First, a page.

Eli Manning seeks a comfort zone
ALBANY, N.Y. -- The Giants' receiving situation is sort of like that card-trick line: Pick a card, any card. Only with the Giants, you don't know if you'll come up with an ace, a jack or a joker.
"I don't know who our top three receivers are going to be right now," Eli Manning admitted Saturday.
"It's a little different," Manning said with a smile. "So many times you stepped into the huddle and you just knew they [Toomer and Burress] were going to be there for you to make a play in the fourth quarter."
Manning said he sees improvement in most of the young wideouts, but added that "it's kind of receiver by committee; we're moving guys around."
Manning confirmed that Manningham and Moss have made strong early impressions. That's a big deal for Manning, because he is convinced the Giants must be more explosive in their passing offense. He sounded confident about the chances to pull that off.
"Mario Manningham has had a great camp and the same for Sinorice Moss -- those guys have speed," said the quarterback. "You want to be a physical team, but we want to get more [passing] plays downfield. With this receiving corps, we have more speed to get downfield and get those corners scared."
Then Manning said something that should open some eyes.
"These guys do better [deep] than maybe some of the guys we've seen in the past," he said. "With Plax and Amani, we had more intermediate routes. We led the league with possessions inside the red zone, but we've got to hit the big play instead of just dinking and dunking. It's got to be run the ball and taking more big shots."
Also interesting is that Barden, the Giants' third-round pick from Cal Poly, appears significantly ahead of first-round pick Nicks of North Carolina. Barden, who is 6-foot-6, has impressed Manning.
"Barden has made some plays in camp," Manning said. "Nicks has fallen behind because he's been banged up. It's tough enough for a rookie receiver to step into a starting role because their heads are spinning, so when you miss four or five days of practice [like Nicks has], then you miss all those installations. And if you're not on the field making mistakes and learning by experience, it's hard to catch up.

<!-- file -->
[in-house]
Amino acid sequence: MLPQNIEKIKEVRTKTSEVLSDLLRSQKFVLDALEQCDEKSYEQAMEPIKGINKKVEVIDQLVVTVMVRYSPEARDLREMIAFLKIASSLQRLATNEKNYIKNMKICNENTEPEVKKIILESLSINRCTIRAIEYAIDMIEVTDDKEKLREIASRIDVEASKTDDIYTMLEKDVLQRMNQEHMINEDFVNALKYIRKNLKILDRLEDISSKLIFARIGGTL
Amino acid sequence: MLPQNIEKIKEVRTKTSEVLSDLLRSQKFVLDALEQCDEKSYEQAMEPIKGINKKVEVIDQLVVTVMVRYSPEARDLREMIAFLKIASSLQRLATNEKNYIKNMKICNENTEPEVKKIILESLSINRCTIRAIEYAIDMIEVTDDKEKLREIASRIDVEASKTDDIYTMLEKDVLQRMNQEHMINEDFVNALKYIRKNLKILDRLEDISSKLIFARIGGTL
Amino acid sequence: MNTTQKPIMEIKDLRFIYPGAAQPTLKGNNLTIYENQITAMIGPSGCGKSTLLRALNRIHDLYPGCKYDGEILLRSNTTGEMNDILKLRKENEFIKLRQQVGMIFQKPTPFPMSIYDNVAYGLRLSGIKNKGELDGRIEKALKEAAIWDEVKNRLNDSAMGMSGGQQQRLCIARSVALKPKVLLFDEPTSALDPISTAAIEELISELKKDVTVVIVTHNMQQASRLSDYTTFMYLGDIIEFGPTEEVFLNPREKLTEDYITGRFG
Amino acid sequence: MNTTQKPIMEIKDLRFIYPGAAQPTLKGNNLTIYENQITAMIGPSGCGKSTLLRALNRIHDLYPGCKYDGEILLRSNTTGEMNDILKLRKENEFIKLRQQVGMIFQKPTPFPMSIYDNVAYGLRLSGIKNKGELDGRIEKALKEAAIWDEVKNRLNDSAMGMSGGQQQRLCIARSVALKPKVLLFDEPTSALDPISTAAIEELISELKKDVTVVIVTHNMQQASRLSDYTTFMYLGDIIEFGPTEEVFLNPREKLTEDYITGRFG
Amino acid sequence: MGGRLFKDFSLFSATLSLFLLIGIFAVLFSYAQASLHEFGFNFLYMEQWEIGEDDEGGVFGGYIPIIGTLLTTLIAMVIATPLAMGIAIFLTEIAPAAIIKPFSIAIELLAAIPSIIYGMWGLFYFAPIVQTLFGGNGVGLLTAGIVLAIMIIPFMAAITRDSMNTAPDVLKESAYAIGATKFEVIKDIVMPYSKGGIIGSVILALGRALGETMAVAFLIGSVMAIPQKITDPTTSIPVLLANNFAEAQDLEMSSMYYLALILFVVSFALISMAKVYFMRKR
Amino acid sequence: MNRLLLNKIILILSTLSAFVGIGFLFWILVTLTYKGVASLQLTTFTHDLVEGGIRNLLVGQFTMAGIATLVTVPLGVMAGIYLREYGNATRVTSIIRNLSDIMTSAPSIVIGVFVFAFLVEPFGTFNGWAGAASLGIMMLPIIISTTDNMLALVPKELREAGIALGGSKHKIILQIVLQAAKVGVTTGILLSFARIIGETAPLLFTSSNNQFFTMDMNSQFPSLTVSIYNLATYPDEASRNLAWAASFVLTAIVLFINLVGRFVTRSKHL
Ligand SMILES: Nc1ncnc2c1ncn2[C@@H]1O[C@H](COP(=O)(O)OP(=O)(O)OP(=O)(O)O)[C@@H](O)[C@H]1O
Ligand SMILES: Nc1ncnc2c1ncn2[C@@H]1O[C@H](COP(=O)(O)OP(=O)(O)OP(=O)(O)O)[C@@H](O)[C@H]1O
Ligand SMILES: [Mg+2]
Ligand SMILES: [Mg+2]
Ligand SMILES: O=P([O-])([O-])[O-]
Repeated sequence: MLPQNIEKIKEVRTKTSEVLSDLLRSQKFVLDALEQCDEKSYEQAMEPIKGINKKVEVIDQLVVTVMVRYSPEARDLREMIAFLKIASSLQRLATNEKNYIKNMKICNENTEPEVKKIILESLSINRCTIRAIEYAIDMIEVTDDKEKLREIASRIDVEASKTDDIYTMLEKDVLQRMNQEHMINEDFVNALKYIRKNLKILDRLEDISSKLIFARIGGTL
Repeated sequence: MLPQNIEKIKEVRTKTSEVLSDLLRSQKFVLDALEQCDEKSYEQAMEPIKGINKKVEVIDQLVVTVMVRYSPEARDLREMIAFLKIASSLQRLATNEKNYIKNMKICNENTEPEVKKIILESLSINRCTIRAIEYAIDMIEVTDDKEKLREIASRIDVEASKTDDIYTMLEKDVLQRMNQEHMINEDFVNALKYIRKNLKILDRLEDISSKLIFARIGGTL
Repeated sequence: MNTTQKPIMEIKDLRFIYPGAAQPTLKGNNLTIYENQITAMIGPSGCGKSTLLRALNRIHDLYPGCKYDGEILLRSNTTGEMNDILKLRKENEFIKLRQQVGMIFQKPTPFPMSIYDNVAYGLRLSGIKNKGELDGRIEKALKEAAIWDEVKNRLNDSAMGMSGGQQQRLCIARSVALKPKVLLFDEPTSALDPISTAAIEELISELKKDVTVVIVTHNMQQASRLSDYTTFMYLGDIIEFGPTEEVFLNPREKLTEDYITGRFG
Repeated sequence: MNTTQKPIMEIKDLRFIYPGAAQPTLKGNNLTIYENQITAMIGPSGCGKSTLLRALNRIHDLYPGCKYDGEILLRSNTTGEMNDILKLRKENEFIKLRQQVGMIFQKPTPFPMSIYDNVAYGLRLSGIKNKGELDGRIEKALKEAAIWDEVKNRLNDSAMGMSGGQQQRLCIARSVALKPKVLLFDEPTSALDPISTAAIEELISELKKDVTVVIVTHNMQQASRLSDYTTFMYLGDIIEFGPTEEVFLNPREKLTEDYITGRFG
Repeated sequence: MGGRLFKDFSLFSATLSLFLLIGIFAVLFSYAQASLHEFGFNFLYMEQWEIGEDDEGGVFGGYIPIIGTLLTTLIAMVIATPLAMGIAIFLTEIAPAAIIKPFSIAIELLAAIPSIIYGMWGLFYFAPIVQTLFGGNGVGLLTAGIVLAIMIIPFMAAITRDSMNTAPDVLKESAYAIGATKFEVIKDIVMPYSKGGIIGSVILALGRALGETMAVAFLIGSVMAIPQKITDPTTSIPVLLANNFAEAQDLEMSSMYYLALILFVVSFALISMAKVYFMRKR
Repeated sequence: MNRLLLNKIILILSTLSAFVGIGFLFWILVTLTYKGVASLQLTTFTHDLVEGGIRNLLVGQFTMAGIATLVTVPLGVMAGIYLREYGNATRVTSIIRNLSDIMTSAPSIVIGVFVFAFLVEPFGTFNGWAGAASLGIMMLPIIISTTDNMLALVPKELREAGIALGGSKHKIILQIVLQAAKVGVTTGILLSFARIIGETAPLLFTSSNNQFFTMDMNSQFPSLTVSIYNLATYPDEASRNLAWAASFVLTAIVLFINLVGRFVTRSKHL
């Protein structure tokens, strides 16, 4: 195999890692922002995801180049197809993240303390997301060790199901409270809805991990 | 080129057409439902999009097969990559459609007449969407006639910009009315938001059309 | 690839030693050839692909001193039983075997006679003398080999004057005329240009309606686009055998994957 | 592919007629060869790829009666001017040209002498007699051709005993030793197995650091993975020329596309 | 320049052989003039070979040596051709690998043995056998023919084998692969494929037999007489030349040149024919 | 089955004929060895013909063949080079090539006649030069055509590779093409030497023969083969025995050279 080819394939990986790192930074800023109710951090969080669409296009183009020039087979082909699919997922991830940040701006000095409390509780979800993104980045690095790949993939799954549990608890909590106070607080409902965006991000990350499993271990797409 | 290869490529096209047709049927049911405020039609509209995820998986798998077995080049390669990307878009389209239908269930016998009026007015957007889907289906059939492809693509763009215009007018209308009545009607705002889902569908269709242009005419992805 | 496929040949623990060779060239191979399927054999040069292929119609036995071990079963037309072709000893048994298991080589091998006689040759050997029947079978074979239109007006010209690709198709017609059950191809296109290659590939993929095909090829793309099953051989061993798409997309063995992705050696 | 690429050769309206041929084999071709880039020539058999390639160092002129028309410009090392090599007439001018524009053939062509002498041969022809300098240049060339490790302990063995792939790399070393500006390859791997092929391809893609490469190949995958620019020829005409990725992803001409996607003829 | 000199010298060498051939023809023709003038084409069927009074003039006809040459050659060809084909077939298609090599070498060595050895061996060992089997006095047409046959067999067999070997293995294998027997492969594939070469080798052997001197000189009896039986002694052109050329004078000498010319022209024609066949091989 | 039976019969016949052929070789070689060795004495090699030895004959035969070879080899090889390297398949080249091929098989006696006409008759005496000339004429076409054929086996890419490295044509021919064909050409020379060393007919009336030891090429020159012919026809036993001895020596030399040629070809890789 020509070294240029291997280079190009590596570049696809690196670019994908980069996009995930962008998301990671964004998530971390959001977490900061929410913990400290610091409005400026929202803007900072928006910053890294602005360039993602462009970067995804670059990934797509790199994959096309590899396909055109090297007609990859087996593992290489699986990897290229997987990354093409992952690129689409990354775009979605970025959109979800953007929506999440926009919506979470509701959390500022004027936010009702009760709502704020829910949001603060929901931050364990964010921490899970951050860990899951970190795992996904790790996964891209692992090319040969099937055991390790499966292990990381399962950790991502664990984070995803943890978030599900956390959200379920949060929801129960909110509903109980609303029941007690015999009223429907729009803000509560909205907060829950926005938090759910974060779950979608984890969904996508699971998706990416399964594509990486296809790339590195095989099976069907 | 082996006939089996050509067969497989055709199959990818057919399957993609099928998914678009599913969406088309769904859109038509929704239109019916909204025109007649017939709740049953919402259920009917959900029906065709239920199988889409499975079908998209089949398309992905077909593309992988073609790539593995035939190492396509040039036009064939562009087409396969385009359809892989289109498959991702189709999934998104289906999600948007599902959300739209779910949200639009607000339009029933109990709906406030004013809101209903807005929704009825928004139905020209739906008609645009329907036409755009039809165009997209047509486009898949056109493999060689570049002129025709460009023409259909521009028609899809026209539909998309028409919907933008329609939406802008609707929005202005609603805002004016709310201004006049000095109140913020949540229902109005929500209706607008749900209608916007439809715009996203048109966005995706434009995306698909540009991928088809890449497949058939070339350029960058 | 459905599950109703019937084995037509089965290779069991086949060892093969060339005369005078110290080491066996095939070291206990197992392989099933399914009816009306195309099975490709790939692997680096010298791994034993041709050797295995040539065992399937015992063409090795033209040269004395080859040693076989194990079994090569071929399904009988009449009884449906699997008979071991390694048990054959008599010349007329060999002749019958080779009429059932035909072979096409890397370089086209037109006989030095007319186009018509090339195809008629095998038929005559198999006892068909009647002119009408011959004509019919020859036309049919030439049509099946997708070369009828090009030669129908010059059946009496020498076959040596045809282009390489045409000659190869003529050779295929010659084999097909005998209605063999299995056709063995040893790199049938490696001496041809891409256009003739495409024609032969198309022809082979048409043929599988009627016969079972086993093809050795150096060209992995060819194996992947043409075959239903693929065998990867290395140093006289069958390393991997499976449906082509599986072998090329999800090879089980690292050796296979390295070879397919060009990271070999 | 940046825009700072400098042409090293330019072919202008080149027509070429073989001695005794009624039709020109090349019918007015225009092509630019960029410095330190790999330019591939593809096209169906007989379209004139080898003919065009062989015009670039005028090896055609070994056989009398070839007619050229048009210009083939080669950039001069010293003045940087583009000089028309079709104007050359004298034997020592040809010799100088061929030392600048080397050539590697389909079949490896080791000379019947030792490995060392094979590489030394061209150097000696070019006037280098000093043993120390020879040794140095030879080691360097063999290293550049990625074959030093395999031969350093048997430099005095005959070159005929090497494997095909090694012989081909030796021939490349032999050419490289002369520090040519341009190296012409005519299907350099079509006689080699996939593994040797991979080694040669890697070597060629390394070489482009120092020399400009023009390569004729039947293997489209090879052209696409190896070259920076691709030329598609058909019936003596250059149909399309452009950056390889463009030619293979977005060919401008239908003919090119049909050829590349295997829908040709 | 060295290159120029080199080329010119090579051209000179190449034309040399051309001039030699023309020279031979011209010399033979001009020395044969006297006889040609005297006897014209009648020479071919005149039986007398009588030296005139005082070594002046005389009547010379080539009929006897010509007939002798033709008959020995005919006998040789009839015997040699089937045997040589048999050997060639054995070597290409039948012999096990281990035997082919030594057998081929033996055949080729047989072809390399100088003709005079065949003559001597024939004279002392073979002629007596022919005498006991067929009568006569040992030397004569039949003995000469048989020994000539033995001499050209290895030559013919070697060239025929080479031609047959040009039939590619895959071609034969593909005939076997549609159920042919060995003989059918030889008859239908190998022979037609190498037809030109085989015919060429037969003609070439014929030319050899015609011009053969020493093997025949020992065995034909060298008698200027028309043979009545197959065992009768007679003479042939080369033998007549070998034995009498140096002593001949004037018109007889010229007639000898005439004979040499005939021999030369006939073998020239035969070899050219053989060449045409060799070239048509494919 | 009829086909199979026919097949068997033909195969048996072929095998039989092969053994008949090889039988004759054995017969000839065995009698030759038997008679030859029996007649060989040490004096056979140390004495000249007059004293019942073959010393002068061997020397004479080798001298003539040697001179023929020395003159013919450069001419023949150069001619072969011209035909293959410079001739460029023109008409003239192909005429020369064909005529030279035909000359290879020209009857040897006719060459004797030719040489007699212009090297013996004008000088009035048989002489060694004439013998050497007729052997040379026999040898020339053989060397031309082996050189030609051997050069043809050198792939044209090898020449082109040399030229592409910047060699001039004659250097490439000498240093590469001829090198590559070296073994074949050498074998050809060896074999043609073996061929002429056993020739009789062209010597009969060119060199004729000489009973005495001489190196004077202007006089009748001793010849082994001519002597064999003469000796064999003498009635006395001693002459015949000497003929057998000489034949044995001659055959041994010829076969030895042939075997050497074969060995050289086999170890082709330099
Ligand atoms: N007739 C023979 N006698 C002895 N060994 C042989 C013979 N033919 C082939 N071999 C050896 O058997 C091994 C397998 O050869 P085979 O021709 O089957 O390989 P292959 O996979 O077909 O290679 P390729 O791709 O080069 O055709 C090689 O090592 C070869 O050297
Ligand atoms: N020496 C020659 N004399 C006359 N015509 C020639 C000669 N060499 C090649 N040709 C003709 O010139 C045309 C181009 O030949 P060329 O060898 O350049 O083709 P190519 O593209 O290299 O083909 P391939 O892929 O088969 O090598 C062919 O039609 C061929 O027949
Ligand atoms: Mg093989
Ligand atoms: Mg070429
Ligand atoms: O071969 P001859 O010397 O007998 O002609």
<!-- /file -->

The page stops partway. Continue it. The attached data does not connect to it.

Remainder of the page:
"So, really, you expect guys like Hixon, Moss and Smith -- those third- and fourth-year guys -- to be more comfortable and take the next step up and really excel," Manning said. "I'm counting on that, and if Manningham keeps playing like he has, then we'll be good there."
Here's what else I learned at Giants camp, the 14th stop on my training camp bus tour:
"You take a line like we have that knows all our blocking assignments and protections -- not to mention our top two running backs [Brandon Jacobs and Ahmad Bradshaw] -- and it's a pretty secure feeling when you're the quarterback," he said.
"Did you see him?" asked Coughlin. "Totally different guy."
Said defensive end Osi Umenyiora: "Honestly, I don't see why we won't be the same or even better than last year because Coach Sheridan knows what he's doing. It made sense. It's the same system."
Umenyiora has no anxieties about playing Monday night against the Carolina Panthers (ESPN), his first real playing time after missing 2008 with a preseason knee injury.
"I'm good, I'm healthy and I'm a football player," Umenyiora said.
"Hey, we'll still punch him the mouth," Umenyiora said, laughing.
Chris Mortensen is a senior NFL analyst for ESPN.
MORT GOES TO CAMP
ESPN senior NFL analyst Chris Mortensen's 21-team bus tour of training camps is over. Mort's trip started in Arlington, Texas, where he met Dallas owner Jerry Jones at the team's new stadium and ended in Miami Gardens, Fla., for a visit with the Dolphins. Mort camp page